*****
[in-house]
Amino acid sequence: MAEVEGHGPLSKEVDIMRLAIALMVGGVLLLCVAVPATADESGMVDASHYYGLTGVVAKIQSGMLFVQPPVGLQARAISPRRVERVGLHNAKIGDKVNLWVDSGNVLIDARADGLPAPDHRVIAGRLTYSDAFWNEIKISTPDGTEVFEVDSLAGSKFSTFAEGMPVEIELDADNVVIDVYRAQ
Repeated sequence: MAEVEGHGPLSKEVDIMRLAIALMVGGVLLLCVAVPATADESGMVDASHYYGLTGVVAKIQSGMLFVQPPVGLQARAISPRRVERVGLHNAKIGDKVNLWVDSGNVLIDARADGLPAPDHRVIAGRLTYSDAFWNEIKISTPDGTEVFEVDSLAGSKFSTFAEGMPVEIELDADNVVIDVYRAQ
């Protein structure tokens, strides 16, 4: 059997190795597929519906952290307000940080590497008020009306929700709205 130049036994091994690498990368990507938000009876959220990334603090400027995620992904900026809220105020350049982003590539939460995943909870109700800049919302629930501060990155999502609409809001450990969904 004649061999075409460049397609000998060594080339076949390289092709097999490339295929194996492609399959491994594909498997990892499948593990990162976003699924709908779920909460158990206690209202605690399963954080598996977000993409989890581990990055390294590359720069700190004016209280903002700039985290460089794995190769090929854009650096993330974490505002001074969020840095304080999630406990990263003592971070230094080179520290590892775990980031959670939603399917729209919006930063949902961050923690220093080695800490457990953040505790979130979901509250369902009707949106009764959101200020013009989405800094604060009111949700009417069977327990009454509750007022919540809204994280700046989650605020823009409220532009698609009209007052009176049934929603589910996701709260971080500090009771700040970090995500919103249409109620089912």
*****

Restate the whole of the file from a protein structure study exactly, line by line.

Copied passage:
[in-house]
Amino acid sequence: MAEVEGHGPLSKEVDIMRLAIALMVGGVLLLCVAVPATADESGMVDASHYYGLTGVVAKIQSGMLFVQPPVGLQARAISPRRVERVGLHNAKIGDKVNLWVDSGNVLIDARADGLPAPDHRVIAGRLTYSDAFWNEIKISTPDGTEVFEVDSLAGSKFSTFAEGMPVEIELDADNVVIDVYRAQ
Repeated sequence: MAEVEGHGPLSKEVDIMRLAIALMVGGVLLLCVAVPATADESGMVDASHYYGLTGVVAKIQSGMLFVQPPVGLQARAISPRRVERVGLHNAKIGDKVNLWVDSGNVLIDARADGLPAPDHRVIAGRLTYSDAFWNEIKISTPDGTEVFEVDSLAGSKFSTFAEGMPVEIELDADNVVIDVYRAQ
């Protein structure tokens, strides 16, 4: 059997190795597929519906952290307000940080590497008020009306929700709205 130049036994091994690498990368990507938000009876959220990334603090400027995620992904900026809220105020350049982003590539939460995943909870109700800049919302629930501060990155999502609409809001450990969904 004649061999075409460049397609000998060594080339076949390289092709097999490339295929194996492609399959491994594909498997990892499948593990990162976003699924709908779920909460158990206690209202605690399963954080598996977000993409989890581990990055390294590359720069700190004016209280903002700039985290460089794995190769090929854009650096993330974490505002001074969020840095304080999630406990990263003592971070230094080179520290590892775990980031959670939603399917729209919006930063949902961050923690220093080695800490457990953040505790979130979901509250369902009707949106009764959101200020013009989405800094604060009111949700009417069977327990009454509750007022919540809204994280700046989650605020823009409220532009698609009209007052009176049934929603589910996701709260971080500090009771700040970090995500919103249409109620089912």